In depth psychology, the development of the soul or soulfulness in living is guided and nourished by symbolic dream material that leads the individual into experiences that are at once mystic and yet very natural. Depth psychologists speak of the world soul, a natural psychological phenomenon often symbolized in dreams as a spontaneous and self perpetuating cosmic wind. Many indigenous cultures teach that drawing breath rhythmically and naturally aligns us with the Great Cosmic Wind, a psychic happening that awakens in us a practical spirituality inherent in daily life, one that is transcendent yet immediate, imminent and available in the wondrous experience of each inhalation and exhalation.    

Tuesday, November 15, 2011

Breath, Dreams, and the Unconscious

     Breath stimulates and reflects unconscious processes. Symbolically, breath refers to spirit, the odor of sanctity or the malodorous nature of foul energy depicted in the drama of dreams. Dreaming opens doors into a total sensorial experience of one’s inner life. Quality of inhalation and exhalation in dreams are often indicative of degree of psychic depth, the smell of breath evidencing personal character, sincere and life giving spirit symbolized by fresh breezes and cleansing winds. William James wrote, “The place of the divine in the world must be more organic and intimate. An external creator and his institutions may still be verbally confessed at Church in formulas that linger by their mere inertia, but the life is out of them, we avoid dwelling on them, the sincere heart of us is elsewhere.” Breath and its various dream symbolizations functions as an intimate and organic facet of self and the spirituality instinctual within the transpersonal self. Dream material symbolizes the nature of spirituality in one’s life by dramatizing quality of breath, sweet or repellent breath odors suggesting the positive or negative nature of individuals whom we encounter, transpersonal value of individual spirituality reflected in superficiality or depth of inhalation and exhalation, and the nature of archetypal inspiration, the breath of the gods, denoted via winds and breezes. C.G. Jung emphasized this transpersonal metapsychology of breath, from the Corpus Hermeticum, “There was a darkness in the deep and water without form; and there was a subtle breath, intelligent, which permeated the things in Chaos with divine power.”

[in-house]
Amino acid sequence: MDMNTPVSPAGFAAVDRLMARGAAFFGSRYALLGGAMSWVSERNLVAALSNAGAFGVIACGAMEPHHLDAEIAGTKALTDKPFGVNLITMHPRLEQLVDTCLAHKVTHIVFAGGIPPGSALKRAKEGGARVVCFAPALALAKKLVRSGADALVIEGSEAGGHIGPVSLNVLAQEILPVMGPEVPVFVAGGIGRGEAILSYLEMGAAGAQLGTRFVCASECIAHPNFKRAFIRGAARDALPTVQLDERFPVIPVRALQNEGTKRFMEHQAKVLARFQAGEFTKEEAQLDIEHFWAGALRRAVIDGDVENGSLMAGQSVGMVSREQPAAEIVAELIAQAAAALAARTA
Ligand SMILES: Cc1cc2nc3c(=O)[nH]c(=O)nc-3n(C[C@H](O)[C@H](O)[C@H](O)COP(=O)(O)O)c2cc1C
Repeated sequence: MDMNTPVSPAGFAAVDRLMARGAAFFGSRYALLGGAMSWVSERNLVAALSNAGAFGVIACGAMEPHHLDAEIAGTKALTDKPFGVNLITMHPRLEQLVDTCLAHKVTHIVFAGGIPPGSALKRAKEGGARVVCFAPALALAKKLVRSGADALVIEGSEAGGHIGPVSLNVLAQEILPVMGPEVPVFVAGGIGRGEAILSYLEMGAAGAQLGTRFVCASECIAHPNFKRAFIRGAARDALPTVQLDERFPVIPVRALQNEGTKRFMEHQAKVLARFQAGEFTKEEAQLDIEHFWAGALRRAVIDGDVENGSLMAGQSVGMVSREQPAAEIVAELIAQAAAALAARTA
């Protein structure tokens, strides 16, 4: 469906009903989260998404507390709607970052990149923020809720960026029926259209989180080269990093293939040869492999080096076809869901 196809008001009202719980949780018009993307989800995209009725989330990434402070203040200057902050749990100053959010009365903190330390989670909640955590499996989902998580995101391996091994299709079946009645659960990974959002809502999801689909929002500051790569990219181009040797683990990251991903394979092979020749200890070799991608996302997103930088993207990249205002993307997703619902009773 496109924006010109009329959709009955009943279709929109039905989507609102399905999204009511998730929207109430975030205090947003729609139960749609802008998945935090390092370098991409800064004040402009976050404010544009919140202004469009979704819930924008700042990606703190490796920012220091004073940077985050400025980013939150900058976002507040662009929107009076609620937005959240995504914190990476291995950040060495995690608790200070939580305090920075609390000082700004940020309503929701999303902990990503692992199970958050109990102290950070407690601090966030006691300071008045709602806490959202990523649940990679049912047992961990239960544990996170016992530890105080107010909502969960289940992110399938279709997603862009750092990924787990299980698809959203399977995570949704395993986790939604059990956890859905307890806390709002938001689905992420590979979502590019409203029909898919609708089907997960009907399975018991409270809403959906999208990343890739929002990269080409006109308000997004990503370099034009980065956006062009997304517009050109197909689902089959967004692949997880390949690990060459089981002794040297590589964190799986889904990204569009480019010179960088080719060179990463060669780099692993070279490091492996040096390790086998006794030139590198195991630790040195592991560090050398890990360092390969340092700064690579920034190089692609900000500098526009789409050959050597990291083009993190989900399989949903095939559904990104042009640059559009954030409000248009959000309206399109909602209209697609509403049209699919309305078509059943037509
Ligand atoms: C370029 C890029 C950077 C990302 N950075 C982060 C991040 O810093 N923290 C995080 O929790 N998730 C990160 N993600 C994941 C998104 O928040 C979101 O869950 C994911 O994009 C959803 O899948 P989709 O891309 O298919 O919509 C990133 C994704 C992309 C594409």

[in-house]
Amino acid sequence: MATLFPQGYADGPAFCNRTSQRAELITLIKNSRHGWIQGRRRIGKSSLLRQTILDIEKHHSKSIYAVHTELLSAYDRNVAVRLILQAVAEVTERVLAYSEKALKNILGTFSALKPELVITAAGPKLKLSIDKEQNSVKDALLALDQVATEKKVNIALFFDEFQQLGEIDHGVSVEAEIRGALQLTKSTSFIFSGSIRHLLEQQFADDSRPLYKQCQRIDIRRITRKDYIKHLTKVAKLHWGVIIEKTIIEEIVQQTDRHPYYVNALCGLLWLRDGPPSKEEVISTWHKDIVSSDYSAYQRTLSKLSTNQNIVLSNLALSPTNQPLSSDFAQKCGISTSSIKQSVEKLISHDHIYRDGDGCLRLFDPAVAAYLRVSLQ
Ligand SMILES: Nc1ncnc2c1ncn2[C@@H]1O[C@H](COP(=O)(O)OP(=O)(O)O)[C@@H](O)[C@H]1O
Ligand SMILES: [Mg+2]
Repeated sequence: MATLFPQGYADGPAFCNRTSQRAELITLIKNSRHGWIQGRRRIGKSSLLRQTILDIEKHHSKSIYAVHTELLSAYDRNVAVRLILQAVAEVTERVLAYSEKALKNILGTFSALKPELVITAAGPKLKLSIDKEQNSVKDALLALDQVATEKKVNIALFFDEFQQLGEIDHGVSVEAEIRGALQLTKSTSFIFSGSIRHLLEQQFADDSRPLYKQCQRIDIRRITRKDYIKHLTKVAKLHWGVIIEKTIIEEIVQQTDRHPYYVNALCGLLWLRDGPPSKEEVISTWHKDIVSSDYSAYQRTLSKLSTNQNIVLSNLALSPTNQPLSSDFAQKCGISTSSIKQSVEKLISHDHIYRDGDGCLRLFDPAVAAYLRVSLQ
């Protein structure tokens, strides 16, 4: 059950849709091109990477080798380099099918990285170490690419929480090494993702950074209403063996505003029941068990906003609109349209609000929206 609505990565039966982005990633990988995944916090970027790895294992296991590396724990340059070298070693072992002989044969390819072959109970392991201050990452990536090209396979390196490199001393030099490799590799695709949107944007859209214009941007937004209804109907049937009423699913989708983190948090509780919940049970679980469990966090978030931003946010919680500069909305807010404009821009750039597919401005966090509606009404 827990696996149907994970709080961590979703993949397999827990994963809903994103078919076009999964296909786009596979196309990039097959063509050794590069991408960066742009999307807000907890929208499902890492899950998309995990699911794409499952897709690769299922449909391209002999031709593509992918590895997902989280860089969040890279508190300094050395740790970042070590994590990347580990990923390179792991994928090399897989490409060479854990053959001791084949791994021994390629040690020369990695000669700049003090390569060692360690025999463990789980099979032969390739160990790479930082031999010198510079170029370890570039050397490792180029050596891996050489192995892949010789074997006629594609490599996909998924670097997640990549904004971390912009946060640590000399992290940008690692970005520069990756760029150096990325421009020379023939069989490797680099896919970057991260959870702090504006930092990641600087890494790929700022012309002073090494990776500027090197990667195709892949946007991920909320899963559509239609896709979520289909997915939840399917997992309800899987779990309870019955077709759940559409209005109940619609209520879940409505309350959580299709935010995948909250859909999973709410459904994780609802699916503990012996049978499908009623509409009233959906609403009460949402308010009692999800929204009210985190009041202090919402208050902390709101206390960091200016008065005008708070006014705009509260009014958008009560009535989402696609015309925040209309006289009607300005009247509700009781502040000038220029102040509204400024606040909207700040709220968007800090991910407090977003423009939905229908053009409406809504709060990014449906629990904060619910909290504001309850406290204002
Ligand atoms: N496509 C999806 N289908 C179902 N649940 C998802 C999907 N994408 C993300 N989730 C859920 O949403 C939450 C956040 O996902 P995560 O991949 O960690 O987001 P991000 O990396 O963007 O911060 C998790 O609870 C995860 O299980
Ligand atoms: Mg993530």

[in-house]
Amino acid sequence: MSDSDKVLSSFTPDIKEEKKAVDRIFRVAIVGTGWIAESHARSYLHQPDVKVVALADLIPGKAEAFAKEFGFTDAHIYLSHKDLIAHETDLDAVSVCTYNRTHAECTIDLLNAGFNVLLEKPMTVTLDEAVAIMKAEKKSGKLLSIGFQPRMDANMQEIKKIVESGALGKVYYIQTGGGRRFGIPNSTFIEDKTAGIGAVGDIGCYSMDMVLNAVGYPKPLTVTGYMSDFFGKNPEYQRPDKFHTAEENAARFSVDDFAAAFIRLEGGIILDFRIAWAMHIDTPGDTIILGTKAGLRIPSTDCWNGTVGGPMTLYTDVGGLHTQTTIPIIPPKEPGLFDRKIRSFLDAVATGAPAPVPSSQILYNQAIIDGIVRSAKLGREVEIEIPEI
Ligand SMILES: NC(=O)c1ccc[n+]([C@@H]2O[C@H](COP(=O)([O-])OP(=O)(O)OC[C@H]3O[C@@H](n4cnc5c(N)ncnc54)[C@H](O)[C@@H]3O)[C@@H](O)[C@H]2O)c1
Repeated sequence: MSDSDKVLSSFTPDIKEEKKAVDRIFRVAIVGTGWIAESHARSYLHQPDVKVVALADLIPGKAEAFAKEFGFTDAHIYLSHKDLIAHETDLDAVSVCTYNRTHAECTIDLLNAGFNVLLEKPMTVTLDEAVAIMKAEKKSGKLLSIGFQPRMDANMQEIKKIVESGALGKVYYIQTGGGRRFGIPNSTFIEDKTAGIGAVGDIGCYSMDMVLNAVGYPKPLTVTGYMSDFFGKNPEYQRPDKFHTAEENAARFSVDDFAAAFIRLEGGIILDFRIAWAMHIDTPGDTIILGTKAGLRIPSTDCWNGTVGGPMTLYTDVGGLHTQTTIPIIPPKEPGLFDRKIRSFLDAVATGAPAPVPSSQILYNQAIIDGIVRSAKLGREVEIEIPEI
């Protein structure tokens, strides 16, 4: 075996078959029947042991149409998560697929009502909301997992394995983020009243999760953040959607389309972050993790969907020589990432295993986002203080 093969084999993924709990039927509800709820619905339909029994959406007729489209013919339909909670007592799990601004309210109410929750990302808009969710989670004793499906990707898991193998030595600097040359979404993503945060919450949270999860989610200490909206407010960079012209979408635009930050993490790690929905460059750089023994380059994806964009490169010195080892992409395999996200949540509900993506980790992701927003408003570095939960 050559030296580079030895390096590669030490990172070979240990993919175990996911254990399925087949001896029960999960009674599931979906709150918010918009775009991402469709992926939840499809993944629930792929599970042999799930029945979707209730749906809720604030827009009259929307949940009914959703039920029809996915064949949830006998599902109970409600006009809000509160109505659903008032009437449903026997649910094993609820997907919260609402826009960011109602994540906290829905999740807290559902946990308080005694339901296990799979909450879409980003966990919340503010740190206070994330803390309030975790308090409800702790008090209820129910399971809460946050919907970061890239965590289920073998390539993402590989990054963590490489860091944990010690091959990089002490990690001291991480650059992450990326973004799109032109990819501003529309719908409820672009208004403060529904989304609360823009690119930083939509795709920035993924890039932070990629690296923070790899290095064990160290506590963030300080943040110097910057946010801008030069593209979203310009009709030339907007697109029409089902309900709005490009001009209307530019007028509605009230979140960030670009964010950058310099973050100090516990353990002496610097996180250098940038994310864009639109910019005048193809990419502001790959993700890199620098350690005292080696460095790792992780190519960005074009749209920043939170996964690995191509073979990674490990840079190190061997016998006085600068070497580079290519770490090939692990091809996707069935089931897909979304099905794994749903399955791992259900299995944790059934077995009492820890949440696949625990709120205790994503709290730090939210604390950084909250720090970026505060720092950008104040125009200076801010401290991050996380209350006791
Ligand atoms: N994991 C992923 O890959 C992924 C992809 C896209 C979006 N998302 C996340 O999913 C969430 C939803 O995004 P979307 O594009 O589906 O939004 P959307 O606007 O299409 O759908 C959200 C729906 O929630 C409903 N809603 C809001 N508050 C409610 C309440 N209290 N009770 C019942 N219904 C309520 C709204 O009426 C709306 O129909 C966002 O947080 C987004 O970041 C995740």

Wednesday, October 12, 2011

Immersion and Spirit

      Individuals immersed in what one colleague referred to as the “everyday crazies”, a state of more or less chronic psychic imbalance, are often suffering from an unconscious desire to experience numinous depths, a nourishing encounter with the mystic. Unfulfilled spiritual need generates intense anxiety that many take on as a day-in-day-out state of mind. Skating along the surface, from one emotional drama to another, with the attitude that this is what life is all about, can be addictive, destructive. The same colleague commented, as we were finishing lunch one afternoon, “I really take to heart what Freud said about chronic anxiety being the hallmark of neurosis. We rush, rush, rush. Complain about everything under the sun. Go to bed. Get up and do it all over again. It’s neurotic.” In contrast, I’m drawn to the writing of William James in his Essays on Psychical Research: “Our lives are like islands in the sea, or like trees in the forest….the trees…commingle their roots in the darkness underground, and the islands also hang together through the ocean’s bottom. Just so there is a continuum of cosmic consciousness, against which our individuality builds but accidental fences, and into which our several minds plunge as into a mother-sea or reservoir.” Immersion into depth of soul, a deliberate and purposeful leaning into life, draws together psychic energies so that we are nourished and made sane, whole.